No, what I'm saying is assuming that you are printing a 30 x 40 image, and then take it to the fountain and expose a smaller 8 x 10 or 4 x 5 piece of paper but using the size of the 30 x 40 actual printing, so you will get a crop of the original image on the paper. The detail in the crab should still show the magnified effect of the place of film on a larger piece of paper, and scaring with any scanner even a crappy one would still show the grain issue differences between the two films at that amount of magnification.
Originally Posted by markbarendt
It's certainly at least a better solution then "hey you should just walk into my gallery over across the other side of the world and see my prints because that's the only way you're going to see" which to me it just sounds like a total cop out.
Just wanted to emphasize one thing in Simon's post - modern Tri-X makes no use of tabular grain technology - it isn't a "hybrid" in any way.
It does, however, make use of other recent improvements. As a result, it is a lot less grainy than it once was.
“Photography is a complex and fluid medium, and its many factors are not applied in simple sequence. Rather, the process may be likened to the art of the juggler in keeping many balls in the air at one time!”
Ansel Adams, from the introduction to The Negative - The New Ansel Adams Photography Series / Book 2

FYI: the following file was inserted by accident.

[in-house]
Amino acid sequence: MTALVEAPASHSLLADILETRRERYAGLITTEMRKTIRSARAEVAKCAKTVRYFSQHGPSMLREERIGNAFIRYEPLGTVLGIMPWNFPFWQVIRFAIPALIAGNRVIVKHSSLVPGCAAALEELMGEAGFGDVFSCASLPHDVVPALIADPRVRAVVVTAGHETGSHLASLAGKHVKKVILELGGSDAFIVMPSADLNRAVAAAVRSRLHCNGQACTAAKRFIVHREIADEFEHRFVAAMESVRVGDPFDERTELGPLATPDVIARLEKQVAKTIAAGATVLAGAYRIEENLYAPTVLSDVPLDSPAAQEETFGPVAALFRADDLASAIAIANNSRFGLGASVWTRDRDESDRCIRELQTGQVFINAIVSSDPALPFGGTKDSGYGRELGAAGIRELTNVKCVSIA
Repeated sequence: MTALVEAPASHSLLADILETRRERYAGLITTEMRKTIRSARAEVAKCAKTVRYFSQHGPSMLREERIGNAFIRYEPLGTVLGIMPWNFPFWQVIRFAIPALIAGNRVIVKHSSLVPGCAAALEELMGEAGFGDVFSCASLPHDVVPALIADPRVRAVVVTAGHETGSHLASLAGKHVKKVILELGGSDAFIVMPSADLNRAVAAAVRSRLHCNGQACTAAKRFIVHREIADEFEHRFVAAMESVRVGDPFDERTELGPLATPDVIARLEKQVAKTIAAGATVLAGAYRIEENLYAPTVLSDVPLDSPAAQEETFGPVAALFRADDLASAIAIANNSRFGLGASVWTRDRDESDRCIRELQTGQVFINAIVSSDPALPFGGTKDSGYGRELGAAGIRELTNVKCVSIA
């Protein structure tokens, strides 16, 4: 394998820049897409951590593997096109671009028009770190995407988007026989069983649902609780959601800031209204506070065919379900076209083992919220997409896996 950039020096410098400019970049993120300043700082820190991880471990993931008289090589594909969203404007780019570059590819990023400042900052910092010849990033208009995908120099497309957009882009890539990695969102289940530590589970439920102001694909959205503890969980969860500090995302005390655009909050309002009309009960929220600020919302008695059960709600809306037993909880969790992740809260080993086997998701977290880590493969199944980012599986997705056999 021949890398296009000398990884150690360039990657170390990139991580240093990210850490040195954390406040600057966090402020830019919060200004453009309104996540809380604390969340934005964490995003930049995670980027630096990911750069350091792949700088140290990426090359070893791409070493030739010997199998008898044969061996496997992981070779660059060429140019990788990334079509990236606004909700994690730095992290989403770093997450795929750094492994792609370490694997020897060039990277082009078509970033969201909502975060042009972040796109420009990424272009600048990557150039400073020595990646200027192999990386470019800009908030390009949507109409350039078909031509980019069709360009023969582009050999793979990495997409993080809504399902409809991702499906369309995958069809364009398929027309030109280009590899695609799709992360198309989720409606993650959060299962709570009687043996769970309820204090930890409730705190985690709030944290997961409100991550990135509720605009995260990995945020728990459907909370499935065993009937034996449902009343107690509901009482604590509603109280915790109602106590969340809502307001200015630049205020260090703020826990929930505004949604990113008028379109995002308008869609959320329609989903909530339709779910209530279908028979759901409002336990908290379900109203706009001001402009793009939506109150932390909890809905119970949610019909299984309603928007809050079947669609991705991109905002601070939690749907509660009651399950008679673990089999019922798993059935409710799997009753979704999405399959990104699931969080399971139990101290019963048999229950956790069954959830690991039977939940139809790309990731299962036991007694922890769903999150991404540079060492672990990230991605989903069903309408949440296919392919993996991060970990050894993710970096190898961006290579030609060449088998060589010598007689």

The confusion may lie in the phrase "tabular grain technology". There are other things besides the geometric shape/size of the grain per se which could fall under this general "technology". Also, I believe "hybrid"-type grains do exist in some films. I thought PE once said some colour films make use of this sort of thing.
At least some part of this confusion, and hating on tabular films in general could be fairly placed on a certain author of the DC (and co-author of the FDC).
But this hardly matters in the end. There is only sensitometry, image structure analysis, and perhaps most importantly, many print results which show the so-called rational arguments against tabular films (in particular the TMax films) to be complete flim flam.
I was going off what the darkroom cookbook said about it being a kind of hybrid (see I read stuff!) although the author can be wrong as well... Or my memory of how the statement was phrased...
Originally Posted by MattKing
Stone, you are thinking digitally.
Originally Posted by StoneNYC
Where you gonna go to see the original, real, bonafide Mona Lisa?
Is there any other place on earth you can see the Mona Lisa in person?
Can any photo match seeing the real artifact that is the Mona Lisa?
In traditional printing every print that goes through the developer changes the developer, and the prints that follow. If the dishwasher kicks on while I'm exposing a print the exposure changes. If I switch the dilution of my paper developer, LPD, the tone of the print changes and with it the overall look. If I tone the print contrast and max black changes. When I wave my hands or my wands between lens and paper it is rare that the burn or dodge matches from print to print. A slight change in exposure changes the relationship of the film curve and the paper curve. If I bleach the whites in the print that work is going to vary from print to print. All of these things change how the grain looks and manipulates the relationship between negative and positive.